The result was not good.

There is always cause to defend the truths of Christ as we understand them.  But to defend them ‘warmly’ is not the way of the Savior.

The result of ‘warm’ defense is always something less than what God invites us to do or be.

Elder Dallin H. Oaks spoke to this subject in the last General Conference:

Followers of Christ should be examples of civility. We should love all people, be good listeners, and show concern for their sincere beliefs. Though we may disagree, we should not be disagreeable. Our stands and communications on controversial topics should not be contentious. We should be wise in explaining and pursuing our positions and in exercising our influence. In doing so, we ask that others not be offended by our sincere religious beliefs and the free exercise of our religion. We encourage all of us to practice the Savior’s Golden Rule: “Whatsoever ye would that men should do to you, do ye even so to them” (Matthew 7:12).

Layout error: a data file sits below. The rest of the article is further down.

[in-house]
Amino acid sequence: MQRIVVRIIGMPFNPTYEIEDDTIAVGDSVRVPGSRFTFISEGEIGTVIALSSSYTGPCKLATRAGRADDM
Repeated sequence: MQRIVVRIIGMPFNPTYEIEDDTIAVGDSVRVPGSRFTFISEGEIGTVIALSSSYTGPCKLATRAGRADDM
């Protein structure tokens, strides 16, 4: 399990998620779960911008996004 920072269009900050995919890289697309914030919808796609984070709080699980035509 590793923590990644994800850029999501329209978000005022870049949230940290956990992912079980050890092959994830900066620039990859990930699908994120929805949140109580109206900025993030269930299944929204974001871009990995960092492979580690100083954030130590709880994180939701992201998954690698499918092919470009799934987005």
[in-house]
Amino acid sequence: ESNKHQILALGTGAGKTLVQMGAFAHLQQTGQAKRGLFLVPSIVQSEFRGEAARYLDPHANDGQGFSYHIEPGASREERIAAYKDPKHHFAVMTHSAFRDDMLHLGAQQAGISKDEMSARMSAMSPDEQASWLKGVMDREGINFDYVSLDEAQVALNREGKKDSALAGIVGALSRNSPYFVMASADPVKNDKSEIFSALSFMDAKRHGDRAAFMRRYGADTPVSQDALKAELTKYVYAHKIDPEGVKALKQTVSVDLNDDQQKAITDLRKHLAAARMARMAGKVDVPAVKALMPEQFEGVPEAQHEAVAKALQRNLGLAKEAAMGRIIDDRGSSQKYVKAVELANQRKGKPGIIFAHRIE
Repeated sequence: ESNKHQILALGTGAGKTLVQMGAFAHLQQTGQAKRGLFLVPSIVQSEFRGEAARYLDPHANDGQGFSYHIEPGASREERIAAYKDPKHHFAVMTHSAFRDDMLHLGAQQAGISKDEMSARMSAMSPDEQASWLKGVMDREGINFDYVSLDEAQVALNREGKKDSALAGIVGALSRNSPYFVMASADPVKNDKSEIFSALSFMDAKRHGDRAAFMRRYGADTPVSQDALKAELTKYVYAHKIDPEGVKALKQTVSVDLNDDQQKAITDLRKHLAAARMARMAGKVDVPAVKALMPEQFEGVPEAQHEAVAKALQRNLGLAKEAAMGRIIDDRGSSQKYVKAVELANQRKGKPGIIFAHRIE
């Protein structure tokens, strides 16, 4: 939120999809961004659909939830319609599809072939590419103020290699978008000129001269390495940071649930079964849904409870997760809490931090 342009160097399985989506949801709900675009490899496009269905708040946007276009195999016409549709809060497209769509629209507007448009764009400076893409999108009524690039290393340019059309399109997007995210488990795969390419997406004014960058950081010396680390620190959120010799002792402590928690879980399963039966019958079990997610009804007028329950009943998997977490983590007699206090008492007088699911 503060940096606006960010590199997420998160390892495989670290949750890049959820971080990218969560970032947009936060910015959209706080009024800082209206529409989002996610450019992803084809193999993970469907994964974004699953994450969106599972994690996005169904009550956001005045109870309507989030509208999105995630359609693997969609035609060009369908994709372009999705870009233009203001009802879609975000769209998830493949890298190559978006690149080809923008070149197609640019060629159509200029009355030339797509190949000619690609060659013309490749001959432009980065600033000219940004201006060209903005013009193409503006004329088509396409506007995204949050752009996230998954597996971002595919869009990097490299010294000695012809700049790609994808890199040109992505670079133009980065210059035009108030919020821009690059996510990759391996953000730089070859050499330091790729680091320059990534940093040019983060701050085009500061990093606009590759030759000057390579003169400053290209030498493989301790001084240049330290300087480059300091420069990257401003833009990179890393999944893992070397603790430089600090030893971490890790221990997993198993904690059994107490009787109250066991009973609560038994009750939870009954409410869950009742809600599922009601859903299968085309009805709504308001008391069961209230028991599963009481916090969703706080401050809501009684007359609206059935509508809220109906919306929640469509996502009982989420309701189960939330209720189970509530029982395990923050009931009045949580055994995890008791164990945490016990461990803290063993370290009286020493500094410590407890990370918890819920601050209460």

I sincerely believe in Christ and His Atonement.

I believe that the Church of Jesus Christ of Latter-day Saints is the Kingdom of God on earth today.

I believe that there are good people outside the LDS Church who have many beliefs in common with my own.

I also believe that there are many who do not accept some of the things I hold dear to my heart.

They have the right to believe what they feel is true.

I do not have the right to speak harshly, warmly, or any otherly way about what they hold to be true.

I spent two years as a missionary in another land, and to my recollection, never once spoke in the negative about someone’s religious understandings.  If they asked, I was delighted to share what I had to offer and would even show them some differences in our doctrine.  But NEVER with the intent to belittle or demean what was in their heart.  That is not the way of Christ and it is not the way of those who seek to follow His pattern.